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Scoliosis and Congenital Anomalies Associated With Klippel-Feil Syndrome Types I-III

Thomsen, Marc N., MD, PhD*; Schneider, Ulrich, MD, PhD*; Weber, Michael, MD, PhD*; Johannisson, Reiner, PhD; Niethard, Fritz U., MD, PhD

Cervical Spine

Study Design. This investigation was aimed at characterizing anomalies and syndromes associated with Klippel-Feil syndrome in a large group of patients. The authors evaluated the clinical and radiographic features, documented the associated anomalies, and registered the type of treatment.

Objective. The anomalies or syndromes and the development of scoliosis were correlated to the type of Klippel-Feil syndrome.

Material and Methods. In a cross-sectional study, the authors reviewed data from 57 patients with Klippel-Feil syndrome treated over 25 years at the Department for Orthopedics of the University of Heidelberg. The patients (17 males and 40 females; average age of the first contact, 12 years) were classified into three types according to the description of Feil in 1919.9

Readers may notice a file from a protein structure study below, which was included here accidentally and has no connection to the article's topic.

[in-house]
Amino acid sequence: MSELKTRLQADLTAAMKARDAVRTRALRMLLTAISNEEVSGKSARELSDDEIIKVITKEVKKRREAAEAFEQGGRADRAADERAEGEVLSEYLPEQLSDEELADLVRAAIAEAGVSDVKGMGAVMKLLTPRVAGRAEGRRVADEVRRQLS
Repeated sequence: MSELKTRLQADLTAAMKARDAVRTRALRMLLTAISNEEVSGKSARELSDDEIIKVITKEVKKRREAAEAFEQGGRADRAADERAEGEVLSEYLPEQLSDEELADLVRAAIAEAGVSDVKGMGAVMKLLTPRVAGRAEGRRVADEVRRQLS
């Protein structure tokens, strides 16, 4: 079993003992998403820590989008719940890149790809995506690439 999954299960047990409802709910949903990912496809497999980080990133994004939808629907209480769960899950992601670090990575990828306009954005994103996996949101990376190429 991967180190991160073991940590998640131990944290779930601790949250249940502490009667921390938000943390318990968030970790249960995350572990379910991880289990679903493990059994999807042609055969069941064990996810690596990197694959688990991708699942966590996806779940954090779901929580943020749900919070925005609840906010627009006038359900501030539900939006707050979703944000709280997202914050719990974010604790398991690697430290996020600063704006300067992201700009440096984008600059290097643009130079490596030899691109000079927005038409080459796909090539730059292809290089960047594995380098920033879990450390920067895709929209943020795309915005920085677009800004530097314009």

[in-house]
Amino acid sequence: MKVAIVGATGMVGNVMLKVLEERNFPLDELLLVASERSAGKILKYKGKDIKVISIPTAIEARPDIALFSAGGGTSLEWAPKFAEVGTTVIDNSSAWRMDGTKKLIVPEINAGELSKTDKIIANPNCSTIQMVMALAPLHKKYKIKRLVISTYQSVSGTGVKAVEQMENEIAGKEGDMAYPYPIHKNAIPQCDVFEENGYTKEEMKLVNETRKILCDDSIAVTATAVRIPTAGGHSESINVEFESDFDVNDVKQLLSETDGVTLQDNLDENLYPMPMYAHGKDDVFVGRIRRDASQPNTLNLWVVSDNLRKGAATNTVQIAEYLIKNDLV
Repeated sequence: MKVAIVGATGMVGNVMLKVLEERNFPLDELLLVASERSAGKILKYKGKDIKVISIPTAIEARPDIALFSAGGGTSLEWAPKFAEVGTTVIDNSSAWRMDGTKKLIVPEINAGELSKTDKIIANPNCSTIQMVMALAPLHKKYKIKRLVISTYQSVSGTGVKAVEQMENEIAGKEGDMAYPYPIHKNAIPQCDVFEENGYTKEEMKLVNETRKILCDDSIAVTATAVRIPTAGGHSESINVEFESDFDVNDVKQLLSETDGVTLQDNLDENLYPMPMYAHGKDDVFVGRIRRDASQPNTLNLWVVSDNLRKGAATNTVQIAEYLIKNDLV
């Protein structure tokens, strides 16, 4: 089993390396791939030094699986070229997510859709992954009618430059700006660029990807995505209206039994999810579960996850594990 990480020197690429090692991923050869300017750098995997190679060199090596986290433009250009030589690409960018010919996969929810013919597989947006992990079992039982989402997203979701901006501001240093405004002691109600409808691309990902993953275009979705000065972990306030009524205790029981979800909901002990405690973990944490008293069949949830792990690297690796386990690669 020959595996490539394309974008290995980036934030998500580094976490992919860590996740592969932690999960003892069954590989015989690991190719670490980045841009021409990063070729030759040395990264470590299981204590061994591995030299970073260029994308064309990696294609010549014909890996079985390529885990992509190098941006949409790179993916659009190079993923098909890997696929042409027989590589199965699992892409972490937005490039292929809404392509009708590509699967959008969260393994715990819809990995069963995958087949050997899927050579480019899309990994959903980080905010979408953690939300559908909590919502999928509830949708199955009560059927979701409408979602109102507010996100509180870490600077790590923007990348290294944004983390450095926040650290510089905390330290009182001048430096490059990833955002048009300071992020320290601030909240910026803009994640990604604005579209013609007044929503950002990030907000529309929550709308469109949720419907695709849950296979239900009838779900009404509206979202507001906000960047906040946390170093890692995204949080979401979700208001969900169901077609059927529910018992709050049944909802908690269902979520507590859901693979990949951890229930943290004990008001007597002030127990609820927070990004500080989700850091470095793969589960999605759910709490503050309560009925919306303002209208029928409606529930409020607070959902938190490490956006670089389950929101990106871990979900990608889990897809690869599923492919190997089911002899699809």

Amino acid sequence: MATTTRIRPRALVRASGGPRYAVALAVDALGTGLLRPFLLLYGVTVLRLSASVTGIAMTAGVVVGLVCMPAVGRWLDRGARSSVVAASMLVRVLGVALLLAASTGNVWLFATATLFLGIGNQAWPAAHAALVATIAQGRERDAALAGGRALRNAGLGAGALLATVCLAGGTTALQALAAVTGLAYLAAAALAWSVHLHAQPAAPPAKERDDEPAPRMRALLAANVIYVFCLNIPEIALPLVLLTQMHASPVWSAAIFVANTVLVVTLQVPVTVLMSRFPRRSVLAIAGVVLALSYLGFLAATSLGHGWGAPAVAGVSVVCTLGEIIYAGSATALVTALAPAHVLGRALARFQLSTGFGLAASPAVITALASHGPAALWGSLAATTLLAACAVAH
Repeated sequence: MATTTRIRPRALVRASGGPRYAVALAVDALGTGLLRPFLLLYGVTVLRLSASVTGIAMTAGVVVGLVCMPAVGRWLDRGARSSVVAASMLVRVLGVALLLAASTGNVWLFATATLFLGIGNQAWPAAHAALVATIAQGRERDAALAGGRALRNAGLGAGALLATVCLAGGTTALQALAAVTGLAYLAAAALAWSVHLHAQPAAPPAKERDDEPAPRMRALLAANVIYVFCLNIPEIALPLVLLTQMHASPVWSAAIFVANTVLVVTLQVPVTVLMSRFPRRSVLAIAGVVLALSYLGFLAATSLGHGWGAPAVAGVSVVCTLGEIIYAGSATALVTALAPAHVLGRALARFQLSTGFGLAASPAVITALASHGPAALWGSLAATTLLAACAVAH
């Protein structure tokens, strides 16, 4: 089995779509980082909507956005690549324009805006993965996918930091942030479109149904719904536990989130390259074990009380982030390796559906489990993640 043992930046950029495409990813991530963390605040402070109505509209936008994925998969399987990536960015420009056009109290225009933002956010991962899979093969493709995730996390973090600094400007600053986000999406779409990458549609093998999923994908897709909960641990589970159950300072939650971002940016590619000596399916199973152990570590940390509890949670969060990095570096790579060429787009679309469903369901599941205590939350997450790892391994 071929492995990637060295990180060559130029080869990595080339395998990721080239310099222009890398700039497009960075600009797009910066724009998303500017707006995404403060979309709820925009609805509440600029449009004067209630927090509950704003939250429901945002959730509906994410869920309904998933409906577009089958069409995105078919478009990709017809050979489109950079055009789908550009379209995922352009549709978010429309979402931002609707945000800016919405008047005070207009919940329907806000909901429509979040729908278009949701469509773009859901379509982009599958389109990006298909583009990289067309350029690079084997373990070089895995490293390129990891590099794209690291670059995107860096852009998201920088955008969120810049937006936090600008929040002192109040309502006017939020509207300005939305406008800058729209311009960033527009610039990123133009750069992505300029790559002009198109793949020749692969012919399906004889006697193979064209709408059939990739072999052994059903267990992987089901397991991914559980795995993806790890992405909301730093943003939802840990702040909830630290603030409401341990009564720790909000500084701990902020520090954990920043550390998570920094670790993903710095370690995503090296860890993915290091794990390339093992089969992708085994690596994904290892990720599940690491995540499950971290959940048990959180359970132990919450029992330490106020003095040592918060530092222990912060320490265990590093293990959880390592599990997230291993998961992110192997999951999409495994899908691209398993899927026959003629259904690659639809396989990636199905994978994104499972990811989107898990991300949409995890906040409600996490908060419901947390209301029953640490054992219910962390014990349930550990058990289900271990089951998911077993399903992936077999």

Results. Klippel-Feil syndrome Type I (fusion of cervical and upper thoracic vertebra with synostosis) and Type II (isolated cervical spine) corresponded to 40% and 47% of patients, respectively. Type III (cervical vertebra associated with lower thoracic or upper lumbar fusion) was displayed in 13% of the patients only. The authors found a variety of combinations of Klippel-Feil syndrome and other anomalies in the patients examined in this study, with 67% of the patients characterized by an association with other disorders or syndromes. Of the patients, 70% showed scoliosis. Its degree depended on the type of Klippel-Feil syndrome. Scoliosis in Type I correlated with 31° (Cobb angle), in Type III with 23°, and in Type II with 9° only. Thus, Type II, with isolated cervical fusion, shows a low risk for scoliosis.

Conclusion. This study increases knowledge of a wide range of anomalies and syndromes identified in association with Klippel-Feil syndrome. A special finding of the study was a correlation between the degree of scoliosis and Klippel-Feil syndrome Types I, II, and III.

From the *Department for Pediatric Orthopedics at the Orthopedic Surgery Hospital, University of Heidelberg, Germany, the Institute of Pathology, University of Lübeck, Germany, and the ‡Department for Orthopedics at the RWTH Aachen, Germany.

Acknowledgment date: October 31, 1995.

First revision date: February 26, 1996.

Acceptance date: May 7, 1996.

Device status category: 1.

Address reprint requests to: Marc N. Thomsen, MD, PhD; Stiftung Orthopädische Universitätsklinik Heidelberg; Schlierbacher Landstr. 200 a; D-69118 Heidelberg; Germany

© Lippincott-Raven Publishers.